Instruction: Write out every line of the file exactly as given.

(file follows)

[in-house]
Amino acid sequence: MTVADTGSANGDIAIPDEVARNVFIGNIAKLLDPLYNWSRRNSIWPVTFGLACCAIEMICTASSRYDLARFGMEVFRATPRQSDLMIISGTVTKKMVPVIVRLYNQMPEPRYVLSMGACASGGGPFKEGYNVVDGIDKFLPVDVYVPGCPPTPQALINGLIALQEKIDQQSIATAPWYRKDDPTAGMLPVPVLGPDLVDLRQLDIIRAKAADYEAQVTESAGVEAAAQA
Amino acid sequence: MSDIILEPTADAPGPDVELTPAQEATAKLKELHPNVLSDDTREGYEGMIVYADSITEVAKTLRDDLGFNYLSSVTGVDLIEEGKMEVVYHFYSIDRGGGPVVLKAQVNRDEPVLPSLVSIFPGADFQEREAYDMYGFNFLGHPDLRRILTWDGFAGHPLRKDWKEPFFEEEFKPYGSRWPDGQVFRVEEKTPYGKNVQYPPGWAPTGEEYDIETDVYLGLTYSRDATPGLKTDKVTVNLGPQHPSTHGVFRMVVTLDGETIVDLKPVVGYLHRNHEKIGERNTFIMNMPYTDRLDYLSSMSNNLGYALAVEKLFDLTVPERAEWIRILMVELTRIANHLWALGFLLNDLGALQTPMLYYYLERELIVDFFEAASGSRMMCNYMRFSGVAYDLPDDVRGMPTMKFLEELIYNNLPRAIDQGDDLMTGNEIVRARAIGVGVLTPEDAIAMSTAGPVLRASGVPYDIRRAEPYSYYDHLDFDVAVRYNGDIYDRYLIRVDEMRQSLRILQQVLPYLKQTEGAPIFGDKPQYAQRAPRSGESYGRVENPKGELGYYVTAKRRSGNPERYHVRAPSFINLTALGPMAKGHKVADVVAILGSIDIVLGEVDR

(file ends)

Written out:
[in-house]
Amino acid sequence: MTVADTGSANGDIAIPDEVARNVFIGNIAKLLDPLYNWSRRNSIWPVTFGLACCAIEMICTASSRYDLARFGMEVFRATPRQSDLMIISGTVTKKMVPVIVRLYNQMPEPRYVLSMGACASGGGPFKEGYNVVDGIDKFLPVDVYVPGCPPTPQALINGLIALQEKIDQQSIATAPWYRKDDPTAGMLPVPVLGPDLVDLRQLDIIRAKAADYEAQVTESAGVEAAAQA
Amino acid sequence: MSDIILEPTADAPGPDVELTPAQEATAKLKELHPNVLSDDTREGYEGMIVYADSITEVAKTLRDDLGFNYLSSVTGVDLIEEGKMEVVYHFYSIDRGGGPVVLKAQVNRDEPVLPSLVSIFPGADFQEREAYDMYGFNFLGHPDLRRILTWDGFAGHPLRKDWKEPFFEEEFKPYGSRWPDGQVFRVEEKTPYGKNVQYPPGWAPTGEEYDIETDVYLGLTYSRDATPGLKTDKVTVNLGPQHPSTHGVFRMVVTLDGETIVDLKPVVGYLHRNHEKIGERNTFIMNMPYTDRLDYLSSMSNNLGYALAVEKLFDLTVPERAEWIRILMVELTRIANHLWALGFLLNDLGALQTPMLYYYLERELIVDFFEAASGSRMMCNYMRFSGVAYDLPDDVRGMPTMKFLEELIYNNLPRAIDQGDDLMTGNEIVRARAIGVGVLTPEDAIAMSTAGPVLRASGVPYDIRRAEPYSYYDHLDFDVAVRYNGDIYDRYLIRVDEMRQSLRILQQVLPYLKQTEGAPIFGDKPQYAQRAPRSGESYGRVENPKGELGYYVTAKRRSGNPERYHVRAPSFINLTALGPMAKGHKVADVVAILGSIDIVLGEVDR